We spoke with the recipients of the 2021 Sound Studies Institute seed grants to find out more about the ins and outs of their projects, the impacts of their research, and what the Sound Studies Institute means to them. Our discussions have been edited for clarity and length.
Dr. Erin Bayne is Professor of Biological Sciences at the University of Alberta, Director of the Bioacoustic Unit, and a Sound Studies Institute affiliated researcher. Along with Tara Narwani, the director of the Alberta Biodiversity Monitoring Institute Information Centre, and Alex MacPhail, the coordinator of the WildTrax project, Dr. Bayne received a Sound Studies Institute seed grant to help fund the Data Discover branch of WildTrax, a web-enabled system for environmental sensor data management and centralization. The Sound Studies Institute seed grant helps fund the development of the Data Discover component of WildTrax, moving the data beyond applications in scientific research and into a public outreach program to provide users the ability to experience areas of the Canadian natural environment that few people are able to visit in person.
With the WildTrax project, what are your own scientific goals in conducting this kind of audio-based research?
In general as a researcher, I am very interested in the use of soundscapes to understand how biodiversity reacts to natural change, human caused change, and using that data to make better decisions about environmental policy.
With WildTrax itself, our intent is to simplify that process. This helps enable my own research, but we also recognize that most of the environmental problems are far bigger than any one study will ever be able to address on its own. So our long-term goal is to provide a platform where researchers can come together and share this data that they’re collecting- basically bring the field of biology into the 21st century, using the concepts of big data.
How important are collaborations and especially cross-discipline collaboration to achieving your scientific goals?
There’s so much data. That raw digital record can do many more things beyond just the project it was initially collected for. We can gain the knowledge of everybody’s work and use that data for all kinds of projects that we wouldn’t have thought of individually. This is invaluable for people doing the same kind of work I do – if someone has a project and they need certain data to fill gaps in their study it makes it much easier if that data is already accessible. This makes it much easier to accomplish more projects and more types of projects.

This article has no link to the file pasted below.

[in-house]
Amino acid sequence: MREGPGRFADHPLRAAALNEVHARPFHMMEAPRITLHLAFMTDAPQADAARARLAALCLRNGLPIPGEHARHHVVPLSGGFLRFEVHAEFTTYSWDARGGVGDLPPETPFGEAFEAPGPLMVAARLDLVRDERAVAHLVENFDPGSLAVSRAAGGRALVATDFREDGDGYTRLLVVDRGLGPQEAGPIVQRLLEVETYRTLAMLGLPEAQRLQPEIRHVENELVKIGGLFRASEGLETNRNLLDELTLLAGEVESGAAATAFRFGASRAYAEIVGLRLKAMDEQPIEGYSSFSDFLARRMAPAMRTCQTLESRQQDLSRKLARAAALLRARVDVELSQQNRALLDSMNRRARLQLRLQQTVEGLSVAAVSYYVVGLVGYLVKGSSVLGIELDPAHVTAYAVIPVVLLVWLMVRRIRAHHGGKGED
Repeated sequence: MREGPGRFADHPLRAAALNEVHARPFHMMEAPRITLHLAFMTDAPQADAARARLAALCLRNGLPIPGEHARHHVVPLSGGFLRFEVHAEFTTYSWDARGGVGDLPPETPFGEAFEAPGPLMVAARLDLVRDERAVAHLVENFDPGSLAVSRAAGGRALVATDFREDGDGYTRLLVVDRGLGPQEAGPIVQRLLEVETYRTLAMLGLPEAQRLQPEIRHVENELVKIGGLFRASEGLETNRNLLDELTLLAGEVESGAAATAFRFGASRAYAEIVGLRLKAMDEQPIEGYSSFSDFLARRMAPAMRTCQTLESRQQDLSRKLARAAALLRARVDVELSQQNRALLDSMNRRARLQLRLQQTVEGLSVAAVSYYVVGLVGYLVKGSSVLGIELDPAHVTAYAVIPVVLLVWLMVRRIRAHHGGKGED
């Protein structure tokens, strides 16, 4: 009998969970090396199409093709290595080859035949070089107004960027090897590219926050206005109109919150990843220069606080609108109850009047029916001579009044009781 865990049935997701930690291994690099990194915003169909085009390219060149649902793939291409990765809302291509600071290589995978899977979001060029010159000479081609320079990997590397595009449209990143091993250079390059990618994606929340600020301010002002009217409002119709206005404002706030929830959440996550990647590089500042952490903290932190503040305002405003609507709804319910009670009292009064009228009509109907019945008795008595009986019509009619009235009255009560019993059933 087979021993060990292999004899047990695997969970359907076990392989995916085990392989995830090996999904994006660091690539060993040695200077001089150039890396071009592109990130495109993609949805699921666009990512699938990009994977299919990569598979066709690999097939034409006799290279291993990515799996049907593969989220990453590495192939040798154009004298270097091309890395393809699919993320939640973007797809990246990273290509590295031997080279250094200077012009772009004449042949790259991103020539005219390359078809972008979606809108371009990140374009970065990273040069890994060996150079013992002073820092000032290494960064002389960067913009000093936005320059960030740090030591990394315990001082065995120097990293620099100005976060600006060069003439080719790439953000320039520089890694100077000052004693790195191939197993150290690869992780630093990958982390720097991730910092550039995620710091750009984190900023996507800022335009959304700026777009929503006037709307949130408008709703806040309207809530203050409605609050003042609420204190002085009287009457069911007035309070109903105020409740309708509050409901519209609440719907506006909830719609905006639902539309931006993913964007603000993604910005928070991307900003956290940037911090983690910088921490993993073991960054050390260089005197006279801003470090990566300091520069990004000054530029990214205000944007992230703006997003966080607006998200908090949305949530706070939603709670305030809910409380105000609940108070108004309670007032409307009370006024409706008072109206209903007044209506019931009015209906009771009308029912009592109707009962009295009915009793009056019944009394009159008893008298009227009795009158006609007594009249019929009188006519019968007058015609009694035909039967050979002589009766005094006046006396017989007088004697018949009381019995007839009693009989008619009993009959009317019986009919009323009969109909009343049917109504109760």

And then there’s an opportunity for discovery that can happen – honestly, I only dabble in the technical aspects of sound, but within that area, you can go everywhere from how to better clean up signal to noise ratios, how to get a computer to automatically identify sounds, even to artistic uses of the sounds. These are some of the collaborations I’ve been able to develop, especially through the Sound Studies Institute, which helps bridge some of the interdisciplinary language barriers that can exist between different fields. Sound is cool, sound is sound, and the more you learn about sounds from others who think about sound in a different way, the more ways these principles can be applied.
There’s lots of big data things out in the world, but there’s not a lot of big data collaborations, and one of the things this project is all about is bringing people together.
How does the Sound Studies Institute seed grant more specifically help you develop this project?
The WildTrax tool itself, the system that allows us to do all these things with processing and hosting the data, is being funded by grants from industry and from government, which is really cool. But to be frank, none of them were that interested in using the data for the public communication component of it.
So we applied for the seed grant specifically to help fund this project to share this data not only between researchers, but also with the public. The system has terabytes and terabytes of data in it, hundreds of thousands of records – it’s data for scientists. We want a way that we can share it with the public in a way that they would be able to appreciate what it is and what it’s capable of. The intent is to make a virtual tool: a virtual map, you zoom around, click on an area, it’ll take you into that place, and you can explore that space. We’ll pick the best of the recordings and images, and then also build a storyline about it, so you can understand what it is that you’re hearing and what you’re seeing.
It’s easy for a lot of these wilderness zones to feel very distant – they’re not part of your world, so you don’t don’t really know what’s happening to them. We want to provide people the opportunity to hear what the boreal forest sounds like at -30 degrees in the middle of the Yukon in the winter – that’s not a place most people are ever going to get to visit. There are some spectacular images and sounds that we really want to make available to the public so that people can appreciate these places more. When you appreciate something and know something about it, you tend to want to protect it and save it.